ITUPP2022 Closing ceremony

UN technology agency builds common ground on AI, space sustainability, environmental action, and digital transformation goals – and breaks the glass ceiling

International Telecommunication Union (ITU) charts path to a connected and united digital future


A meeting of the highest decision-making body of the International Telecommunication Union (ITU) closed today with Member States reaching consensus on actions to ensure that digital technology reaches and benefits people across the world.

The Plenipotentiary Conference of the United Nations specialized agency for information and communication technologies (ICTs) concluded its work in Bucharest, Romania, with agreements on how to harness the advantages of some of the world’s most promising technologies.

The meeting also adopted ITU’s strategic and budget plans for 2024-2027. ITU’s four-year strategy highlights key priorities for radiocommunication, standardization and development work aimed at connecting the world, driving an inclusive global digital transformation, and helping achieve the UN’s Sustainable Development Goals (SDGs) for 2030.

“In the near future, digitalization has the capacity to offer solutions to the challenges that humanity is facing, for instance by creating workplaces, promoting education, or fighting climate change and facilitating the green transition,” Romanian Prime Minister Nicolae Ciucă told delegates in a video message during the quadrennial conference. “Digital transformation and telecommunication development,” he said, “are anchors of the economy of the future.”

ITU Secretary-General Houlin Zhao, in his last conference at the helm of the organization, said he had “witnessed first-hand how ICT innovations have changed the world – and how important ITU has been in advancing this digital transformation.”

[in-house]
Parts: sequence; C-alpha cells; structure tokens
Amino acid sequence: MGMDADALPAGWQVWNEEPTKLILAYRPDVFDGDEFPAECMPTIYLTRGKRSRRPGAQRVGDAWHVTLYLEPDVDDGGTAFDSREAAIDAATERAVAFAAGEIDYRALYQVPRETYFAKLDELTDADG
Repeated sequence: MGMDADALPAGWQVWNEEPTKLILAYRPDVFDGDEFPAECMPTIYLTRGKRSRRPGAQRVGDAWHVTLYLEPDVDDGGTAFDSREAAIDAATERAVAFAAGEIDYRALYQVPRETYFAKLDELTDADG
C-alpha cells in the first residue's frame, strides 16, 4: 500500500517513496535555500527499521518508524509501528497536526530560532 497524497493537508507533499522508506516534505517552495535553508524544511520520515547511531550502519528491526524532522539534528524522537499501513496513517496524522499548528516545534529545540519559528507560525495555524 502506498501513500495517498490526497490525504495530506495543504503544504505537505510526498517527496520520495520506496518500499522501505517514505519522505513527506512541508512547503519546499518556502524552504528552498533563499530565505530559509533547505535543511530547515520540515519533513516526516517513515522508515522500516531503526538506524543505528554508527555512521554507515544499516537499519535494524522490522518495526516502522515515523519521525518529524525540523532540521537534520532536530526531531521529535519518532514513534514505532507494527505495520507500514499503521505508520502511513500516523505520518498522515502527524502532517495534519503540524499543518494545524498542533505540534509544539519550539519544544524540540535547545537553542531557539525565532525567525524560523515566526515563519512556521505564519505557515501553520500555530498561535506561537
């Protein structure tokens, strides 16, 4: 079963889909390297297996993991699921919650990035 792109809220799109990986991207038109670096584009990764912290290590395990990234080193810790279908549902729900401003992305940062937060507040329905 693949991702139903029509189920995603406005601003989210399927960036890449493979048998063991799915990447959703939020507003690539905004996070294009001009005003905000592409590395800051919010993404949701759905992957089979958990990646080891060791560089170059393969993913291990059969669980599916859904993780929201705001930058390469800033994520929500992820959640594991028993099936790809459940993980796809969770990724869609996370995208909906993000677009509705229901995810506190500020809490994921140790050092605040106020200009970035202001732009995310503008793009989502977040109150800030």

Reflecting on his 36 years at the organization, including nearly two-and-a-half decades as an elected official, Zhao said: “We need to seize this moment and build on the decisions taken at this global conference to accelerate digital transformation, including for the 2.7 billion people worldwide who are still unconnected.”

Digital networks and technologies have empowered billions of people worldwide. Yet after a surge due to COVID-19, Internet uptake has slowed over the past year, leaving one-third of the world’s population still unconnected.

The international guidance emerging from the conference “will help build a global economy and society that is more sustainable, more prosperous, and more connected,” added Zhao.

Sabin Sărmaș, conference chair and head of host country Romania’s parliamentary Information Technology and Communications Commission, said: “The consensus-based resolutions, built through negotiations and compromise, come as a rare example of accord these days among countries worldwide on issues of mutual concern for the future of humanity and the planet.”

Consensus on our global future

The conference between 26 September and 14 October brought together over 3,000 delegates, including government ministers or officials from 183 of ITU’s 193 Member States, as well as international and regional organizations, academia, and private-sector representatives.

The Final Act bringing together all the resolutions adopted at the Plenipotentiary, was signed by 157 Member States.

Key decisions agreed at the conference included resolutions on:

  • Applying artificial intelligence (AI) technologies for good
  • Confidence-building and sustainable development in outer space
  • Empowering women and girls through digital transformation
  • Frequency assignments by military radio installations for national defence services